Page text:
Governor Rick Perry just vetoed SB 219, which was the Ethics Commission sunset bill but also contained many objectionable provisions. Perry’s objections were as follows:
SB 219 contains several important changes to the state’s ethics laws, especially those relating to the sworn complaint process. However, these positive changes are outweighed by several provisions added late in the legislative process without an open and honest discussion.
The last-minute addition of a resign-to-run requirement for members of the Railroad Commission would change the structure of a constitutional agency without the consent of Texas voters. Any effort to amend a constitutional office should go to a vote of the people.
This bill would also strip a journalist’s testimonial privilege if the journalist has made direct political expenditures, or is affiliated with entities that make such expenditures.
SB 219 also allows the Ethics Commission to set an annual document filing fee for candidates and groups who file campaign finance reports. Candidates should not be charged for participating in a process intended to be transparent, to pay for a state agency. The legislature should continue to set the fee to run for office in a transparent and open way, rather than leave that to a state agency.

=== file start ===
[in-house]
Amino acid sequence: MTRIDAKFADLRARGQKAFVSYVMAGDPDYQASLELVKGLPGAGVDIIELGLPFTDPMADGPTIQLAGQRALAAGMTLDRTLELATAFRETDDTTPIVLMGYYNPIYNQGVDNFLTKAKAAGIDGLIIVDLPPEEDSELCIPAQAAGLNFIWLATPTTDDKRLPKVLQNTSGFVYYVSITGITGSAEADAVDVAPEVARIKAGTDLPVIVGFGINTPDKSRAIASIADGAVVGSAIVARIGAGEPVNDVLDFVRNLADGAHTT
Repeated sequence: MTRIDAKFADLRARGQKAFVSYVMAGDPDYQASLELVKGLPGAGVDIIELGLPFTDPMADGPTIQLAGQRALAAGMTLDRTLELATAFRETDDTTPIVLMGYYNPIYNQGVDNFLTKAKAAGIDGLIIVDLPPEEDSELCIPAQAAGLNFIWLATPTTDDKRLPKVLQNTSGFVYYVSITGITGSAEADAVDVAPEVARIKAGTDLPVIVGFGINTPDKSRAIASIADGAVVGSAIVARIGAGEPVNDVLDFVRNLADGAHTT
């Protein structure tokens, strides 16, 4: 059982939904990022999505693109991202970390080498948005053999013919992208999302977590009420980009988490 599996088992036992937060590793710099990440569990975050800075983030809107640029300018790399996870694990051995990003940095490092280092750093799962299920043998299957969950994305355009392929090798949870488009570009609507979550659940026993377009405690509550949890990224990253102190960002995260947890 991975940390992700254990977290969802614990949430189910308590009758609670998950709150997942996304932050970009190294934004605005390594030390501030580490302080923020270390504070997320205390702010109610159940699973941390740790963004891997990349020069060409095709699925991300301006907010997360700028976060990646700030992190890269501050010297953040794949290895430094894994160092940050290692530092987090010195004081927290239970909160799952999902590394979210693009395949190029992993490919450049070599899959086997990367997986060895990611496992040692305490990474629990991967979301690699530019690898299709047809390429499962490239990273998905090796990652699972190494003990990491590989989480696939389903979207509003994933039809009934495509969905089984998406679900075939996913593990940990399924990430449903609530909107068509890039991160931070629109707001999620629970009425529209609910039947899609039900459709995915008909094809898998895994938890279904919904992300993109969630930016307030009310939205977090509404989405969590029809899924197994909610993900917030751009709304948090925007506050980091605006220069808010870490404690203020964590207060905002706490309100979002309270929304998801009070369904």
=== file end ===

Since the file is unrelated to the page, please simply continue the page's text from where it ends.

The Legislature had an opportunity, through the Sunset review process, to make needed changes to our campaign finance, lobby and financial disclosure laws – changes that are needed to modernize laws while still protecting our rights and providing for transparency. I urge the Legislature to look closely at our ethics laws during the interim in an open, deliberative and transparent way, so that all voices are heard and all proposals are thoroughly discussed.
I wrote previously about the problems with the “resign to run” provision targeting the Railroad Commission alone (see here and here), the new free speech tax (document filing fee), and the unnecessarily onerous broadcast disclosure provisions. Perry cited another curious provision that I hadn’t gotten around to writing about yet: the removal of the testimonial privilege for certain journalists. I’ll follow up with more analysis. This bill was loaded with ridiculous provisions demonstrating a lack of respect for free speech and association.